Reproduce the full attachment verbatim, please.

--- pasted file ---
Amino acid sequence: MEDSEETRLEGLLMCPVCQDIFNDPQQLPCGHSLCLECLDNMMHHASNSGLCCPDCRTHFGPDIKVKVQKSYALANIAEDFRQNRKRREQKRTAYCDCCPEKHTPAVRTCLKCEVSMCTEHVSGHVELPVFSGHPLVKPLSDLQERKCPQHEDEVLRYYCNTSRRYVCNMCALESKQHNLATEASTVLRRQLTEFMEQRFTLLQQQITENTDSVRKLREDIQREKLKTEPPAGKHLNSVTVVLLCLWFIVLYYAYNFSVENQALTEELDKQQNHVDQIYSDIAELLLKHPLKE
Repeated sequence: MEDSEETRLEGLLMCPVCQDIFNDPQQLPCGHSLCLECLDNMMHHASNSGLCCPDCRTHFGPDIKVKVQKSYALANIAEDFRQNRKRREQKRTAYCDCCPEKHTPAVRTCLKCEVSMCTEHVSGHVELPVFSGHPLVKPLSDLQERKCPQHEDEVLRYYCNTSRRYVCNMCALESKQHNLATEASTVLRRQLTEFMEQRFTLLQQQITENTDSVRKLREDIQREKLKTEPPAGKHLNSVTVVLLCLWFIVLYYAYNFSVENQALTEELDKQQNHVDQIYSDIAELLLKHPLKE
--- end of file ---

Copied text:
Amino acid sequence: MEDSEETRLEGLLMCPVCQDIFNDPQQLPCGHSLCLECLDNMMHHASNSGLCCPDCRTHFGPDIKVKVQKSYALANIAEDFRQNRKRREQKRTAYCDCCPEKHTPAVRTCLKCEVSMCTEHVSGHVELPVFSGHPLVKPLSDLQERKCPQHEDEVLRYYCNTSRRYVCNMCALESKQHNLATEASTVLRRQLTEFMEQRFTLLQQQITENTDSVRKLREDIQREKLKTEPPAGKHLNSVTVVLLCLWFIVLYYAYNFSVENQALTEELDKQQNHVDQIYSDIAELLLKHPLKE
Repeated sequence: MEDSEETRLEGLLMCPVCQDIFNDPQQLPCGHSLCLECLDNMMHHASNSGLCCPDCRTHFGPDIKVKVQKSYALANIAEDFRQNRKRREQKRTAYCDCCPEKHTPAVRTCLKCEVSMCTEHVSGHVELPVFSGHPLVKPLSDLQERKCPQHEDEVLRYYCNTSRRYVCNMCALESKQHNLATEASTVLRRQLTEFMEQRFTLLQQQITENTDSVRKLREDIQREKLKTEPPAGKHLNSVTVVLLCLWFIVLYYAYNFSVENQALTEELDKQQNHVDQIYSDIAELLLKHPLKE